Mysterious and hauntingly beautiful, Utah’s Valley of the Gods is a must-see gem of the American Southwest. Located on property managed by the Bureau of Land Management (BLM), the Valley of the Gods will captivate you with its red rock landscapes and unspoiled natural beauty. Often called a “mini-Monument Valley,” the comparison isn’t entirely accurate. Entrance to the property is free and you won’t find bus loads of tourists here either. Being a BLM location also means that you can camp onsite in your tent or RV. You can’t do this within the borders of the Monument Valley Tribal Park.
A quick note about the location. The entrances to the Valley of the Gods are poorly marked. The two entrances (one east on the US-163, the other west on Utah-261) are identified with only a small sign and tiny informational kiosk, so be on a sharp lookout or you’ll drive right past them like we did when we were looking for the east entrance the first time we visited in 2010. Coordinates to the east entrance are 37-14-11 N, 109-48-49 W. One landmark that will help you find the Valley of the Gods is Mexican Hat Rock. If approaching from the south on the US-163 this unique shaped rock will let you know that you’re just a few miles from the valley.
The Valley of the Gods is toured by driving FR-242, an unpaved 17-mile-long road that cuts and winds its way through the valley (see above map). The rough and sometimes rocky road is suitable for most trucks and SUVs, and even some cars, with a decent ground clearance. These vehicles can navigate the route with ease except for those periods during and immediately after heavy rains; a 4×4 vehicle is best used during these periods. Without any lengthy stops, it took us about two hours to complete the drive. The elevation of the route varies between 4,500 and 5,100 feet.
Like Monument Valley, the prime attractions of the Valley of the Gods are the numerous red sandstone buttes, mesas, and pinnacles found along the drive. The rock formations in the Valley of the Gods aren’t as massive as the ones at Monument Valley, but they are more shapely and interesting with each possessing a unique character and charm. As you drive around the valley you’ll want to have your camera ready to snap pictures of the more popular and recognizable formations like De Gaulle and his Troops (to me it looks like a giant foot sticking out of the ground when we approached it from the east), Sitting Hen Butte, The Seven Sailors, Rooster Butte, Santa Claus and Rudolph, Lady in a Tub, Battleship Rock, and The Castle Butte.
Not surprising, the mysterious formations found in the Valley of the Gods are sacred to the Navajo people. The Navajo not only believe that the spirits of their ancestors reside in these sandstone monoliths, but they also believe that they posses the power and strength to aid young warriors going into battle. When you come to the valley it’s easy to see why. Like armed sentinels keeping watch over the sun and wind-swept valley, the rust-colored formations appear as if they’re waiting to be summoned by those who are in need.
For those with a small RV or tent, the Valley of the Gods offers plenty of places to pull-over and boondock for the night. The sometimes steep and rocky road, however, isn’t conducive to towing a travel trailer or fifth wheel and is best navigated by smaller RVs like truck campers, class B vans, and class C motor homes no greater than 24 feet long. If you own a large RV or tow-able, I recommend boondocking nearby at either Goosenecks State Park or Muley Point atop the Moki Dugway, then driving the Valley of the Gods in your “toad” or tow vehicle (note that the Moki Dugway has a 10,000 pound GVWR limit). If boondocking isn’t your style, full RV hookups can be found at RV parks in nearby Mexican Hat, Bluff, and at Goulding’s near Monument Valley.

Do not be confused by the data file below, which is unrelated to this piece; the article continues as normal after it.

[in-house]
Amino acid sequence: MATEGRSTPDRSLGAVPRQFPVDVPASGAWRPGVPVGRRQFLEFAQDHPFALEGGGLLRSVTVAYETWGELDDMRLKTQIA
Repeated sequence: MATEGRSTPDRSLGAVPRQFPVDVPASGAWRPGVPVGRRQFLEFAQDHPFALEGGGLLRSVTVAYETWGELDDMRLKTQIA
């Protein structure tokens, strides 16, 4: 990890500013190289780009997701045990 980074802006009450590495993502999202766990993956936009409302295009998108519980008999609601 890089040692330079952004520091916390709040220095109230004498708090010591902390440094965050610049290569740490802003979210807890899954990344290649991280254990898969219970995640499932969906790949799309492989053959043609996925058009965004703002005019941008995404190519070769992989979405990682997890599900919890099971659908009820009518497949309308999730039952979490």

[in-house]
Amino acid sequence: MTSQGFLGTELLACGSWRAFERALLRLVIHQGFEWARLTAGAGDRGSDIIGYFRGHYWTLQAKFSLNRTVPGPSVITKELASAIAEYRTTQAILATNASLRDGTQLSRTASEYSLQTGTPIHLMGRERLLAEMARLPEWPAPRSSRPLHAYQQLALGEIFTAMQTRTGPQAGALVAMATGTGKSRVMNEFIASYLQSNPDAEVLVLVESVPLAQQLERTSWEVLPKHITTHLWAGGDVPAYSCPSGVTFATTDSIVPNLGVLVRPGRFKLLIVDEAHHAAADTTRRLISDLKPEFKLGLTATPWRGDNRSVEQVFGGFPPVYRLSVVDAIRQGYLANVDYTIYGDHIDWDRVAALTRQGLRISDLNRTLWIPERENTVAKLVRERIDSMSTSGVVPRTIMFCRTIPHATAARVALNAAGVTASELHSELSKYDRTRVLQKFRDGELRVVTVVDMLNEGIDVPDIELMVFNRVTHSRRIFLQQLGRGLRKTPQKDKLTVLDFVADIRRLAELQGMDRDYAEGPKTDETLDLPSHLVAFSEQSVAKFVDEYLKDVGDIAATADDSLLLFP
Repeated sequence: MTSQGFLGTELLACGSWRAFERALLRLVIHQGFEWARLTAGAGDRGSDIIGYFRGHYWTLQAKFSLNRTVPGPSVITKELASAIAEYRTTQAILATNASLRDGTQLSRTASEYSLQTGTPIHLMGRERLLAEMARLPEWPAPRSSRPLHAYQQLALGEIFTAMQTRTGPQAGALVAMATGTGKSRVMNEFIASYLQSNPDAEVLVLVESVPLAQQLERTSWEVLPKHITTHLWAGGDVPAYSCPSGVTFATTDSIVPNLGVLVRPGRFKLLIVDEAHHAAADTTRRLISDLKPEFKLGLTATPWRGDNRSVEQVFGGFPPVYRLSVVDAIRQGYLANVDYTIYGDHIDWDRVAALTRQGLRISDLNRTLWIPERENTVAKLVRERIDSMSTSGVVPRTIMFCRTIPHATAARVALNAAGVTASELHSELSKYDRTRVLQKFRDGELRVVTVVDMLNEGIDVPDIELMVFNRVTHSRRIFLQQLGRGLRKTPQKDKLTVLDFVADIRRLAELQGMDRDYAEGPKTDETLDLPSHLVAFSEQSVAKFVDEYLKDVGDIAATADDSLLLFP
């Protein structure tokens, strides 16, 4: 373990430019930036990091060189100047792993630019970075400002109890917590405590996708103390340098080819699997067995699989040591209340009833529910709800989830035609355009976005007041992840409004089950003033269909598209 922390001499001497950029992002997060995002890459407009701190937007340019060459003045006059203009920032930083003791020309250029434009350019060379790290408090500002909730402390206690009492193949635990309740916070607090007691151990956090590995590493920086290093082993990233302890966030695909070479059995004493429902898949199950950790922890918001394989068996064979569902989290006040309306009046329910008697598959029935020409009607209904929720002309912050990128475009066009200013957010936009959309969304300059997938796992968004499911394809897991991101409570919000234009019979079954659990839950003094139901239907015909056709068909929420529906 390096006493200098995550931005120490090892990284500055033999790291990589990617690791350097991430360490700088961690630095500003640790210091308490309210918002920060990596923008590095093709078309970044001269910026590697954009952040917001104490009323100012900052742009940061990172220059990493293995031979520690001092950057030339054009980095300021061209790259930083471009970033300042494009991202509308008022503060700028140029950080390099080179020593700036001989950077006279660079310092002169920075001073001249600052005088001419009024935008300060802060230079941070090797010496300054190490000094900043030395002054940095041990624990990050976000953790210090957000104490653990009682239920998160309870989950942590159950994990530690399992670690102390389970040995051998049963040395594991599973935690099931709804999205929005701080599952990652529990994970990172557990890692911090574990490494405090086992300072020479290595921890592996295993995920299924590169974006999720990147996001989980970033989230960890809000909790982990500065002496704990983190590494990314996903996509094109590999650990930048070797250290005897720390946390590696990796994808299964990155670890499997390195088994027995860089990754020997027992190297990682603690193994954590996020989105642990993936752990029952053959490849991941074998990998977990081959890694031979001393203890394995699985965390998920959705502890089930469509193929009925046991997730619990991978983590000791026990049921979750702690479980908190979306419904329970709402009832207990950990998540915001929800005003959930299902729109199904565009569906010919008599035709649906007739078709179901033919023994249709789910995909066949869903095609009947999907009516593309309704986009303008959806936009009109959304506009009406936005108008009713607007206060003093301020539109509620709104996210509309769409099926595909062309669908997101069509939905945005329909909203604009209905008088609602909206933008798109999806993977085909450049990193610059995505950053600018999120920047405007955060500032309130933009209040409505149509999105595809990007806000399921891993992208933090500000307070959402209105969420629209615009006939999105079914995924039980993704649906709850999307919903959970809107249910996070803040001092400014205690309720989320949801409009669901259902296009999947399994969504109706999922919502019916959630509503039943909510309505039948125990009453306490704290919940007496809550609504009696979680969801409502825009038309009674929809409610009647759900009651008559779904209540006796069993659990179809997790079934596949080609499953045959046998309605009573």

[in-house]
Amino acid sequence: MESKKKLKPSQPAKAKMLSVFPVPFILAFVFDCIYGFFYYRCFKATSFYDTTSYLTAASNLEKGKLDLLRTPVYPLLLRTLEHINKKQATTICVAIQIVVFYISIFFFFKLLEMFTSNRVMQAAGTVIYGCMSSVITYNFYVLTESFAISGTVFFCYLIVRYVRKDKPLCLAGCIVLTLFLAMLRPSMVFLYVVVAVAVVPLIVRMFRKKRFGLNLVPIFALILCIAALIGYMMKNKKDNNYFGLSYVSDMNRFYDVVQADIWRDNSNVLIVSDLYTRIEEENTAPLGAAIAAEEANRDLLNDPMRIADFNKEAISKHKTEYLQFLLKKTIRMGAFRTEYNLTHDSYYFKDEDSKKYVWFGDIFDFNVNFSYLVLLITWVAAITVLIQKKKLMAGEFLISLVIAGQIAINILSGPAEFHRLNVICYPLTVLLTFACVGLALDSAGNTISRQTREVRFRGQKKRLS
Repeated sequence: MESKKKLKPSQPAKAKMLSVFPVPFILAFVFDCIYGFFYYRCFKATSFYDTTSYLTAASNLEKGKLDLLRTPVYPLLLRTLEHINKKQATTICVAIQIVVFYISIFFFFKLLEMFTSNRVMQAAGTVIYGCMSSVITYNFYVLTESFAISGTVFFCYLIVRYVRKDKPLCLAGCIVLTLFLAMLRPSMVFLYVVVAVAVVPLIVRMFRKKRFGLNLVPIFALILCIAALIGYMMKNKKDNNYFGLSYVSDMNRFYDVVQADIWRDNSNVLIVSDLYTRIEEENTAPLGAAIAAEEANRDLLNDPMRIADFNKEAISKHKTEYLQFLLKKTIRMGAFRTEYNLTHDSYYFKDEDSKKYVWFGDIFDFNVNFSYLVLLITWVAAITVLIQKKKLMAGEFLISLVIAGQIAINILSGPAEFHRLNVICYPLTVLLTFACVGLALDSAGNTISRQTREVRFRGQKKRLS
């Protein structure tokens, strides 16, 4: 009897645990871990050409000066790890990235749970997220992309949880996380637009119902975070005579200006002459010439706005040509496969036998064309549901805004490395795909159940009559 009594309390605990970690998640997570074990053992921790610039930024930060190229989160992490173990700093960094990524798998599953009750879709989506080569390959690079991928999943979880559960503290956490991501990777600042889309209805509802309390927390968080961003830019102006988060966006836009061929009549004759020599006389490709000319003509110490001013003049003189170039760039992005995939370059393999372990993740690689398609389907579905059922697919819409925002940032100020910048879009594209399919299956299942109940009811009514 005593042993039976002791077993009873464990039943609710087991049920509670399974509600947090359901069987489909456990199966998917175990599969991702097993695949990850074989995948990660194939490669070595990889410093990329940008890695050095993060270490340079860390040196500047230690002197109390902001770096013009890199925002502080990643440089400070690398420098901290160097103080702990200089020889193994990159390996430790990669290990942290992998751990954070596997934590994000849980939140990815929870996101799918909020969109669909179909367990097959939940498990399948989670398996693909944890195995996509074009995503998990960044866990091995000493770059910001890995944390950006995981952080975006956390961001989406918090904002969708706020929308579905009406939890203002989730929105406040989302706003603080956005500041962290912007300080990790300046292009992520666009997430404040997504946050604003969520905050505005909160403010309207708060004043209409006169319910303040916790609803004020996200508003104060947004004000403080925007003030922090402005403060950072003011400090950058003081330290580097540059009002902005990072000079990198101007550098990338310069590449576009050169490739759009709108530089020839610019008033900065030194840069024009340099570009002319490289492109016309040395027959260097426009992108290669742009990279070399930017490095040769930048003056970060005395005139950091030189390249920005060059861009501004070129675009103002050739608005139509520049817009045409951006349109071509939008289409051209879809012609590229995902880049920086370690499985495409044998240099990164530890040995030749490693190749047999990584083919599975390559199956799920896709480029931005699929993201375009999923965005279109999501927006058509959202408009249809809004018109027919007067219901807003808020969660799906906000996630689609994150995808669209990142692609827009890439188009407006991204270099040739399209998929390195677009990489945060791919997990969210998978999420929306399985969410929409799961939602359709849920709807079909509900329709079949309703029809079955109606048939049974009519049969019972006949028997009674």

The tranquil valley offers excellent opportunities for photography, especially at sunset or sunrise, and hiking, even though there are no official trails. You can hike and climb anywhere in the valley, but the best areas for cross-country hiking are located north of the road around the butte called De Gaulle and his Troops where several small canyons encroach upon the valley. Of course, you can pull over and stretch your legs anywhere along the route.
For those without an RV or a tent, there is a Bed and Breakfast located near the west entrance of Utah-261. This portion of the road, where the Bed and Breakfast is located, is smooth and level and can be reached by any kind of vehicle. The Bed and Breakfast only features four rooms, but I’m told that the accommodations are nice and rustic and offer spectacular views of the valley.
Due to the elevation of the valley, temperatures are fairly moderate year round. Spring is cool and windy with the possibility of dust storms, high temps range between 50 and 70 degrees with lows averaging 35 degrees. Summer is generally hot and dry with highs ranging from 85 to 100 degrees and lows averaging 50 degrees. Fall is warm and can be rainy at times with highs ranging between 60 and 80 degrees with lows averaging 40 degrees. Winter is cold and breezy often bringing a little snow, high temps range between 40 and 60 degrees with lows averaging 20 degrees.
The Valley of the Gods isn’t as well-known or as popular as Monument Valley, but that’s a good thing. The natural, unique beauty, solitude, and tranquility here can’t be beat. My wife actually enjoyed the Valley of Gods even more because of the solitude. I did too. If you’re on your way to Canyonlands or Arches National Park, and you have a few extra hours or an extra day, you’ll want to take this scenic and unforgettable drive and boondock for the night. You won’t regret it.